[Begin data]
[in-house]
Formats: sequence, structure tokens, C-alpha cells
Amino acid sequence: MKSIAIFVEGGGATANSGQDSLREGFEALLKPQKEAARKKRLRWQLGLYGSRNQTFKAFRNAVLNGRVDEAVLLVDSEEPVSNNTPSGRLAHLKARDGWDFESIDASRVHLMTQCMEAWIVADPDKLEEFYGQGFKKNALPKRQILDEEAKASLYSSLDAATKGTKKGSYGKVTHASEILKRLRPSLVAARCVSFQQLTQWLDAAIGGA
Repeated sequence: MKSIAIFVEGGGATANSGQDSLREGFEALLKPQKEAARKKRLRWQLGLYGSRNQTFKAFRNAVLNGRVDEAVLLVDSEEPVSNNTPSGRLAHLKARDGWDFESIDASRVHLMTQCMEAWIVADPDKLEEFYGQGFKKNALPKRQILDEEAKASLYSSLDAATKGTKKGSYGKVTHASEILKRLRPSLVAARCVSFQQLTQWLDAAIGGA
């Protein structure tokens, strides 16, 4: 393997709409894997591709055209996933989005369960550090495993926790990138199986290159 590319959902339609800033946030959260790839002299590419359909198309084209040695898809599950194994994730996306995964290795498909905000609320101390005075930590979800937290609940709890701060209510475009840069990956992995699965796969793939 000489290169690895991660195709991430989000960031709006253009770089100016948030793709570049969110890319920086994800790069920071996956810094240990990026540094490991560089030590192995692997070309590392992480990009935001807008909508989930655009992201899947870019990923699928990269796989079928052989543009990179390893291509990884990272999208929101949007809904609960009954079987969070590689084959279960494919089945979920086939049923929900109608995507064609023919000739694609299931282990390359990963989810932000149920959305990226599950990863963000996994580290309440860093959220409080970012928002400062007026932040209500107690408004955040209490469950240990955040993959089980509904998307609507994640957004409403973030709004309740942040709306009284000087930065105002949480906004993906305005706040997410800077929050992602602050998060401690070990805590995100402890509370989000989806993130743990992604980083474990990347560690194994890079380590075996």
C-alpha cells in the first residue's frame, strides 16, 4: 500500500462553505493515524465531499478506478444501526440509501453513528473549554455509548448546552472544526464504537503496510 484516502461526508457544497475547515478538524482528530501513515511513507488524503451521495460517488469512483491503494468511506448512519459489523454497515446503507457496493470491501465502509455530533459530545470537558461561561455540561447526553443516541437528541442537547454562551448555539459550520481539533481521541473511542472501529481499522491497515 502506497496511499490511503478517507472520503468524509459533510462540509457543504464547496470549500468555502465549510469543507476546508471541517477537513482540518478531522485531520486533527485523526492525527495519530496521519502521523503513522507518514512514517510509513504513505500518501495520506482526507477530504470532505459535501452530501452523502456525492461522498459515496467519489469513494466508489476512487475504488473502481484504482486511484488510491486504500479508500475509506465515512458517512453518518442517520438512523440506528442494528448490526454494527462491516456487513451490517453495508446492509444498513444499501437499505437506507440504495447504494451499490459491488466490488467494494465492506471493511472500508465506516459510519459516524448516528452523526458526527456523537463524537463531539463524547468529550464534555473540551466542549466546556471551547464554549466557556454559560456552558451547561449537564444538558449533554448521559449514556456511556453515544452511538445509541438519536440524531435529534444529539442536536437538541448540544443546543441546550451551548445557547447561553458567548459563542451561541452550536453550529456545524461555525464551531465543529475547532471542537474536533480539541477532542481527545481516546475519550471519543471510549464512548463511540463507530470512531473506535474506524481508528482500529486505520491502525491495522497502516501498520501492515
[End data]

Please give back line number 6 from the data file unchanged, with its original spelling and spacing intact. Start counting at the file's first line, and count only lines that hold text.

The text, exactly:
C-alpha cells in the first residue's frame, strides 16, 4: 500500500462553505493515524465531499478506478444501526440509501453513528473549554455509548448546552472544526464504537503496510 484516502461526508457544497475547515478538524482528530501513515511513507488524503451521495460517488469512483491503494468511506448512519459489523454497515446503507457496493470491501465502509455530533459530545470537558461561561455540561447526553443516541437528541442537547454562551448555539459550520481539533481521541473511542472501529481499522491497515 502506497496511499490511503478517507472520503468524509459533510462540509457543504464547496470549500468555502465549510469543507476546508471541517477537513482540518478531522485531520486533527485523526492525527495519530496521519502521523503513522507518514512514517510509513504513505500518501495520506482526507477530504470532505459535501452530501452523502456525492461522498459515496467519489469513494466508489476512487475504488473502481484504482486511484488510491486504500479508500475509506465515512458517512453518518442517520438512523440506528442494528448490526454494527462491516456487513451490517453495508446492509444498513444499501437499505437506507440504495447504494451499490459491488466490488467494494465492506471493511472500508465506516459510519459516524448516528452523526458526527456523537463524537463531539463524547468529550464534555473540551466542549466546556471551547464554549466557556454559560456552558451547561449537564444538558449533554448521559449514556456511556453515544452511538445509541438519536440524531435529534444529539442536536437538541448540544443546543441546550451551548445557547447561553458567548459563542451561541452550536453550529456545524461555525464551531465543529475547532471542537474536533480539541477532542481527545481516546475519550471519543471510549464512548463511540463507530470512531473506535474506524481508528482500529486505520491502525491495522497502516501498520501492515